MINELRES: Factsheet: Summit-to-Summit Roma Rights Record

minelres@lists.microlink.lv minelres@lists.microlink.lv
Sun Apr 11 13:02:54 2010

Original sender: European Roma Rights Centre <errc@errc.org>


BUDAPEST, CORDOBA, 8 APRIL 2010:  At the September 2008 Roma Summit, the
European Roma Rights Centre (ERRC) drew the attention of European Union
and national policy-makers to human rights standards for the protection
of Roma. On the occasion of the Second European Roma Summit, this
factsheet examines respect of  those principles in the Member States and
accession countries since that time. 

Violence against Roma: In cases brought by the ERRC, the European Court
of Human Rights has confirmed that the state is obliged to investigate
and prosecute persons who commit violence against Roma, whether they are
private actors or state officials. The Court reinforced this message in
2009 and 2010 in cases brought by the ERRC against Croatia and Bulgaria.
Despite this, most perpetrators of violence against Roma in the EU act
with impunity.
Since 2008, in the Czech Republic, Hungary and Italy, anti-Romani
violence has remained a serious and even an increasing problem; Roma in
other countries have also been affected. In Hungary, the ERRC registered
reports of at least 45 violent attacks against Roma including 9
fatalities since 2008. According to ERRC research only one perpetrator
has been found guilty to date (and is appealing). In the Czech Republic,
at least 7 attacks against Roma were reported, most employing Molotov
cocktails, and several marches which resulted in anti-Romani violence.
In one attack, a two-year old girl almost died, suffering extensive
burns during a fire bombing. Media reports indicate that perpetrators
were identified in only two attacks. In November 2009, following the
huge increase in violence against Roma in Italy in 2008, a mob of
200-300 people attacked and damaged Romani homes in Alba Adriatica. In
April 2009, YouTube viewers could watch a group of Slovak police
officers abuse and humiliate six young Romani boys in detention. In June
2009 in Northern Ireland (UK) a group of Romani families were subjected
to a series of violent attacks on their homes in Belfast; the church in
which they sought shelter was also attacked.  In Turkey, around one
thousand people attacked Romani neighbourhoods in Manisa`s Selendi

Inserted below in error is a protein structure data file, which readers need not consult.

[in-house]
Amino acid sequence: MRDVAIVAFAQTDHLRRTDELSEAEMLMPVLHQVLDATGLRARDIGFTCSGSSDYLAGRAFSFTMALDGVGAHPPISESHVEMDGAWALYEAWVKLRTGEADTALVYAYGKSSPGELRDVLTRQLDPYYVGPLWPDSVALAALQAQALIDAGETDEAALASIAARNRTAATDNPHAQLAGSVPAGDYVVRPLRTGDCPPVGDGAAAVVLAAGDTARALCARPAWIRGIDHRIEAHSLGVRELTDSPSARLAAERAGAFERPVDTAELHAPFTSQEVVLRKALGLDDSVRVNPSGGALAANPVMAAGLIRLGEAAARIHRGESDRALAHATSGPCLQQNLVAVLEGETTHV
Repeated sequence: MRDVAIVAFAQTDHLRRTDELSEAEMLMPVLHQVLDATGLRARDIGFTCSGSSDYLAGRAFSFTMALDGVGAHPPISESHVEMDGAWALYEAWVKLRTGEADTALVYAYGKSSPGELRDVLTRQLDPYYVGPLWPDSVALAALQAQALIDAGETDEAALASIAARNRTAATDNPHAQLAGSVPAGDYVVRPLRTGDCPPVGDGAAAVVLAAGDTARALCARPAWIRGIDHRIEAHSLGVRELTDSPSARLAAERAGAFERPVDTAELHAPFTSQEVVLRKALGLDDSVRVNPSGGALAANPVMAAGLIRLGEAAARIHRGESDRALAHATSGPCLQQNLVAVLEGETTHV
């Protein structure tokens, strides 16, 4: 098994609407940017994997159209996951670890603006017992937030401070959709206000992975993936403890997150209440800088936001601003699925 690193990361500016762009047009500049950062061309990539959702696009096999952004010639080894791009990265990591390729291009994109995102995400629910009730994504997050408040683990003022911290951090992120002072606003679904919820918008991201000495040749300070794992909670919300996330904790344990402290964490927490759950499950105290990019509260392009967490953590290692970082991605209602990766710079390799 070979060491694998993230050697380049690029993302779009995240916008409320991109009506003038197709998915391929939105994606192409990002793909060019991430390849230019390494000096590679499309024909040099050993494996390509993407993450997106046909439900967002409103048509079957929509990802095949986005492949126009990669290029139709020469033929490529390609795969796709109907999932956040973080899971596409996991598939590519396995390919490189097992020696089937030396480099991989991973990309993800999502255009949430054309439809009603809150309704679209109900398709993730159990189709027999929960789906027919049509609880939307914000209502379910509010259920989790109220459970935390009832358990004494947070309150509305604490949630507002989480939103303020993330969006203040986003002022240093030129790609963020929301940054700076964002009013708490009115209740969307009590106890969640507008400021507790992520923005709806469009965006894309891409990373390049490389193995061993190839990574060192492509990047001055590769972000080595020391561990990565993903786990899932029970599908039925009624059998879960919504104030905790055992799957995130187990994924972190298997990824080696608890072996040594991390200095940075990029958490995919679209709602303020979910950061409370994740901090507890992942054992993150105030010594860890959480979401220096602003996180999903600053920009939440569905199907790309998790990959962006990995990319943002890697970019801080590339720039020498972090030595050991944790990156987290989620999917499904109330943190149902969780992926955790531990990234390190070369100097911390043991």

suburb in January 2010. The mob destroyed and burnt the houses, tents
and vehicles of Roma and shouted slogans like "We don't want Roma in
Selendi". As a result, a total of 74 Roma fled the town.

Increasing activity of extremist political parties, politicians and
policies: Since 2008, in many EU countries extremist political parties
and politicians have sharpened their anti-Romani rhetoric and actions,
creating a climate in which rights violations are more likely to occur
with impunity.
In Hungary, the Magyar Garda, a paramilitary organisation with an
explicit racist agenda, continues to operate openly despite a decision
by the Supreme Court to ban it in 2009. That same year, Jobbik, an
extremist party with an explicit anti-Romani platform, won four seats in
European Parliament elections. In Italy, the Government has continued to
use anti-Romani rhetoric to harden public opinion against Roma and Sinti
while strengthening a state of emergency explicitly aimed at Roma and
has moved aggressively to evict Roma from their homes and herd them into
controlled camps: such evictions appear to be increasing in 2010. In
Slovakia in 2010, the far-right Ludova strana Nase Slovensko (People's
Party Our Slovakia) has been increasingly active with rhetoric
specifically referring to "gypsy criminality." In November 2008, the
Czech Workers Party (DS) organised a rally in Litvinov with 500
neo-Nazis and attempted to march on a Romani settlement before being
stopped by police after violent clashes. In February 2010 the Romanian
Foreign Minister made public statements suggesting that Roma are
genetically predisposed to criminality. The media reported that
President Traian Basescu defended the Minister, saying that Romania has
a tarnished image abroad because of Romani beggars on "every corner of
the street".

Denial of access to health care and social assistance: Discrimination in
access to health care and social assistance remains a barrier blocking
access of Roma to these services in many Member States. In two rulings
issued in 2009, the European Committee of Social Rights found Bulgaria
in violation of the European Social Charter by failing to meet its
obligations to ensure that Roma have adequate access to the health care
system and to social assistance. The Government has responded positively
by amending the law on social assistance to eliminate a time limitation